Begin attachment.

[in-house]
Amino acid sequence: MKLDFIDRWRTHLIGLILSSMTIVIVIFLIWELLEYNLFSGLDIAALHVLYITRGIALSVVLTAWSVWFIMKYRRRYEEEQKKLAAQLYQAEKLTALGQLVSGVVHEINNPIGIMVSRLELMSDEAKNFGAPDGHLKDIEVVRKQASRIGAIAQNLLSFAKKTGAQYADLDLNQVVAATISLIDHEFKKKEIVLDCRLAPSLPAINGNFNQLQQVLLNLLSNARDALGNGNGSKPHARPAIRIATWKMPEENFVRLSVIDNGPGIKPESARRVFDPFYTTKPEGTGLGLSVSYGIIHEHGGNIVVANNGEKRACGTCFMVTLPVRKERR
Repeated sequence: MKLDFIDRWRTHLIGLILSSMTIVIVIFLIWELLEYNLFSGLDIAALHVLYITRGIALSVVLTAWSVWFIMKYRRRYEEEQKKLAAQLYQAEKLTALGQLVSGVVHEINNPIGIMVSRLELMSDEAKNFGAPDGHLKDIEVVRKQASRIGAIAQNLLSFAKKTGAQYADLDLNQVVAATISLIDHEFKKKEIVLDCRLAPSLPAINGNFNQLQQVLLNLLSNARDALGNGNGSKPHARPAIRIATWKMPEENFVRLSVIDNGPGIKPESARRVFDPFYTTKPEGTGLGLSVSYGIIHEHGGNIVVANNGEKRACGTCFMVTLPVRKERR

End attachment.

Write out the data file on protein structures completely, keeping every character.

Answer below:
[in-house]
Amino acid sequence: MKLDFIDRWRTHLIGLILSSMTIVIVIFLIWELLEYNLFSGLDIAALHVLYITRGIALSVVLTAWSVWFIMKYRRRYEEEQKKLAAQLYQAEKLTALGQLVSGVVHEINNPIGIMVSRLELMSDEAKNFGAPDGHLKDIEVVRKQASRIGAIAQNLLSFAKKTGAQYADLDLNQVVAATISLIDHEFKKKEIVLDCRLAPSLPAINGNFNQLQQVLLNLLSNARDALGNGNGSKPHARPAIRIATWKMPEENFVRLSVIDNGPGIKPESARRVFDPFYTTKPEGTGLGLSVSYGIIHEHGGNIVVANNGEKRACGTCFMVTLPVRKERR
Repeated sequence: MKLDFIDRWRTHLIGLILSSMTIVIVIFLIWELLEYNLFSGLDIAALHVLYITRGIALSVVLTAWSVWFIMKYRRRYEEEQKKLAAQLYQAEKLTALGQLVSGVVHEINNPIGIMVSRLELMSDEAKNFGAPDGHLKDIEVVRKQASRIGAIAQNLLSFAKKTGAQYADLDLNQVVAATISLIDHEFKKKEIVLDCRLAPSLPAINGNFNQLQQVLLNLLSNARDALGNGNGSKPHARPAIRIATWKMPEENFVRLSVIDNGPGIKPESARRVFDPFYTTKPEGTGLGLSVSYGIIHEHGGNIVVANNGEKRACGTCFMVTLPVRKERR